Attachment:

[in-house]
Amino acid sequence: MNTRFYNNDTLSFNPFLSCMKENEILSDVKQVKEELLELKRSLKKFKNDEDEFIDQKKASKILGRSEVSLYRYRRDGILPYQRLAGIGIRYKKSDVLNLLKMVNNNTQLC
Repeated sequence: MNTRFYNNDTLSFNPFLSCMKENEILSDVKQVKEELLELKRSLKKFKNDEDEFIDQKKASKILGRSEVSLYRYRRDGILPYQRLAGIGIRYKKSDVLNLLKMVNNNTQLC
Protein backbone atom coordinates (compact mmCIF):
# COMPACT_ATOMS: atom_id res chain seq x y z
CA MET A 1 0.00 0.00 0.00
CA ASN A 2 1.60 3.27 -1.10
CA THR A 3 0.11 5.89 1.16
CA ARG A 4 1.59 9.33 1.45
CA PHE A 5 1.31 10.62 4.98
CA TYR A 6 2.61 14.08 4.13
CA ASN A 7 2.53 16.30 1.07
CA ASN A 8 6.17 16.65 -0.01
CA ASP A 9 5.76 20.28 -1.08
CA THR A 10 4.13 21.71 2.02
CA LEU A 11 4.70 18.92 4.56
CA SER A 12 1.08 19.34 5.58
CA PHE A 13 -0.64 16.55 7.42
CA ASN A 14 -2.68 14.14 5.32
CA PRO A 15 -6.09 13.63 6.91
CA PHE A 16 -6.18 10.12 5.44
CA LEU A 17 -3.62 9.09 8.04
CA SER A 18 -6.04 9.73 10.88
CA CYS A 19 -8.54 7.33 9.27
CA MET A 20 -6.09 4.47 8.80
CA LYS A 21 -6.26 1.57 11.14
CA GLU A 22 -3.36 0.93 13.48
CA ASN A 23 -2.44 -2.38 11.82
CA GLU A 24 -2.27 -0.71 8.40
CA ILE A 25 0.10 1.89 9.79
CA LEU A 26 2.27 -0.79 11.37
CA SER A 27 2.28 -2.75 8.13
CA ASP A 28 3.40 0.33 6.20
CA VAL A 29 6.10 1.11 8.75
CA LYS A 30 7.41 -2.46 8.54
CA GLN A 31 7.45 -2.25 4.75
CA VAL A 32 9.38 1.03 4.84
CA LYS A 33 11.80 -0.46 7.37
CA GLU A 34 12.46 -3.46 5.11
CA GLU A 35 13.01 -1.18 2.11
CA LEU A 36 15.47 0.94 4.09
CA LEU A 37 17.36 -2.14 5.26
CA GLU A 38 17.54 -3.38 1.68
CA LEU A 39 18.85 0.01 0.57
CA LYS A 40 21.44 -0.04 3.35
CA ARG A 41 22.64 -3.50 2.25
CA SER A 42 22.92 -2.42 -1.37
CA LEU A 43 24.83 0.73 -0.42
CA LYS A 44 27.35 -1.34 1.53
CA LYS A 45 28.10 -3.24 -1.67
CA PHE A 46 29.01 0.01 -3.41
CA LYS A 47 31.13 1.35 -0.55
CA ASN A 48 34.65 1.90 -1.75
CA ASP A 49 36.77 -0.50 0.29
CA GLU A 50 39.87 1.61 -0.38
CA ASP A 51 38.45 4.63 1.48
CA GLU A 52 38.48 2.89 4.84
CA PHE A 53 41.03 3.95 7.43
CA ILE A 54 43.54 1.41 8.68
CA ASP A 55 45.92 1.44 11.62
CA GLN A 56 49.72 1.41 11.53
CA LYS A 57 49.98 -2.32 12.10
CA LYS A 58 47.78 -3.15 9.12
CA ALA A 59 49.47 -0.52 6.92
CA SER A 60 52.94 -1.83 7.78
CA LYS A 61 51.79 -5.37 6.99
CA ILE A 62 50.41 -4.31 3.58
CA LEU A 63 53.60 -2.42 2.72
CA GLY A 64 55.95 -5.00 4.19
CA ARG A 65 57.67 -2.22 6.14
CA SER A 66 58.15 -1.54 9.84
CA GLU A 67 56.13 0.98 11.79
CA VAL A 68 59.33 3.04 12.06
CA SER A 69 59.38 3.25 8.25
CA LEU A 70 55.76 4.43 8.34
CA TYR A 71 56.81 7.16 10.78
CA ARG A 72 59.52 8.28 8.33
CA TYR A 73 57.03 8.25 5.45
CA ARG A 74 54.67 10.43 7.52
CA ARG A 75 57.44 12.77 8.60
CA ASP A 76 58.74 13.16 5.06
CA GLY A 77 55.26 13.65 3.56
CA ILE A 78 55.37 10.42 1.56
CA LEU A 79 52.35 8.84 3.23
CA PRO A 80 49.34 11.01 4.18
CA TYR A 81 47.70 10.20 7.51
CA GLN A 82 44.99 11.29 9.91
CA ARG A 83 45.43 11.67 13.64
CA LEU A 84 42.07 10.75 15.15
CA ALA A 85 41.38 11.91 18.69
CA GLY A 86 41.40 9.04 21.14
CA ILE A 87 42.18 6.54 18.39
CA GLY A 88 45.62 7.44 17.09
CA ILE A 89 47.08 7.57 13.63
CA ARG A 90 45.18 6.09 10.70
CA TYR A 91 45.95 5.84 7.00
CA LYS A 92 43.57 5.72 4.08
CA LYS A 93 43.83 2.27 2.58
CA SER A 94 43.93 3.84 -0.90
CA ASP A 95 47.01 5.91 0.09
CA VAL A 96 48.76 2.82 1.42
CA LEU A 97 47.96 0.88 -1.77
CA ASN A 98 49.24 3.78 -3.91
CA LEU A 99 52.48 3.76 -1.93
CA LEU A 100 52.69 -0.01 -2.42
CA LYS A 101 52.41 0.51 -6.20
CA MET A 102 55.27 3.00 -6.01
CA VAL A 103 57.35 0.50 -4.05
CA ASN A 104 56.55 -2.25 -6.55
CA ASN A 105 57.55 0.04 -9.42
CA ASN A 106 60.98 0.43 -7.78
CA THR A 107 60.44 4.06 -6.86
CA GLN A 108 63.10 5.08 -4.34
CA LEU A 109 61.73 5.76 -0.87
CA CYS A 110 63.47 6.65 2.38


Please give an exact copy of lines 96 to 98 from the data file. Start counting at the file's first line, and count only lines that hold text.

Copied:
CA TYR A 91 45.95 5.84 7.00
CA LYS A 92 43.57 5.72 4.08
CA LYS A 93 43.83 2.27 2.58